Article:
Unisa Responds To Court Decision To Set Aside Exclusions
The Gauteng High Court recently ruled that the decision to limit first-time entrants into Unisa, taken by the university and Minister of Higher Education Science and Technology Blade Nzimande, should be set aside. The university has now said it will study this judgement given by the court.
In the beginning of the year, Minister of Education, Science and Innovation Blade Nzimande advised universities across South Africa to accommodate 2020 matric students whose results were still pending and the University of South Africa (Unisa) introduced a one semester system that was met with a lot of outrage from students. Students rallied together to convince the Unisa that the "super semester" would make things increasingly difficult for students.
Minister Nzimande also advised Unisa to limit the amount of first time entrants into the university, so as to help the funding load on the National Students Financial Aid Scheme (NSFAS). Nzimande suggested that the amount of first time entrants be cut down by 20 000 students.
The Minister claimed that Unisa had over-enrolled and said he advised the university to cut down on the amount of students because NSFAS would be unable to meet the large demand for payouts for first-time students.
This too was met with outrage from students who felt that this decision was irrational and unreasonable.
Both Unisa and Minister Blade Nzimande were taken to court by the EFF Student Command (EFFSC) and the Black Lawyers Association Student Chapter to challenge these two decisions and the Gauteng High Court in Pretoria ruled that they be set aside.
Student Representative Council (SRC) president and member of the EFFSC Wadzanai Mazhetese said that the immature management at Unisa and their failure to lead by example was the cause of the court's ruling to set aside the decision to limit first time entrants and have one long semester for 2021.
"A university is a place of critical thinking, engagement, research and information, but these people failed to demonstrate that. They did not even engage students when making these poor decisions but they went to the media and lied that they engaged us," said Mazhetese.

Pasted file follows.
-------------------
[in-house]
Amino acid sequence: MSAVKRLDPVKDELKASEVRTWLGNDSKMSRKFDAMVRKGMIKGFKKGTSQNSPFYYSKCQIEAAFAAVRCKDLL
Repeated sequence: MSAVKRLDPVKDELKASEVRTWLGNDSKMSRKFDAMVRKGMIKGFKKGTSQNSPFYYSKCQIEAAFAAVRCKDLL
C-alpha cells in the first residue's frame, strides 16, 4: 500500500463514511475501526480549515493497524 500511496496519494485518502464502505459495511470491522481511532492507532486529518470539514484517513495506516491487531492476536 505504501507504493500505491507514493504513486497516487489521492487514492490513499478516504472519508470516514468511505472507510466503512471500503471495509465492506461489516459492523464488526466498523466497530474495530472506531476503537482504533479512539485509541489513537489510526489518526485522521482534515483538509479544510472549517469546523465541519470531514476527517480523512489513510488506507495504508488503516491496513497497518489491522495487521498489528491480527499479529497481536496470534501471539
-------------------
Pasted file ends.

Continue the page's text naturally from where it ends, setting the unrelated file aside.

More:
He says that the students were willing to engage with the university without taking them to court but "they were too arrogant".
Unisa has stated that it has taken note of the court orders issued by the High Court and that the university will study them.
They say that this will be followed by the necessary consultations with the relevant decision-making structures as well as Minister Nzimande as the primary respondent "to determine the best way forward on the matter".
"The university wishes to emphasise that any decision on the way forward will be taken with the best interests of the students at heart. Such a decision will also seek to demonstrate our student-centredness as a university; as well as our commitment to the ideals encapsulated in the National Development Plan (NDP) and its aspirations to empower young people to improve their lives through education," the statement read.
After the court orders the EFFSC issued a statement encouraging students to accept their offers at Unisa and pursue their education, "as those who stood in the way of their future have been defeated".
Student body, South African Students Congress (Sasco), has also welcomed the ruling.
Sasco’s National Secretary General, Buthanane Goba said:
"Of course we’ve been consistent on our call for the increasing access in the institutions of higher learning and for ensuring that the students once they enter the system, they’re able to study and pass which is our principles of success.
So, we fully welcome the decision and of course we will study the judgment further so that we are in a position to fully grasp the implications of the decision both on higher education and Unisa."
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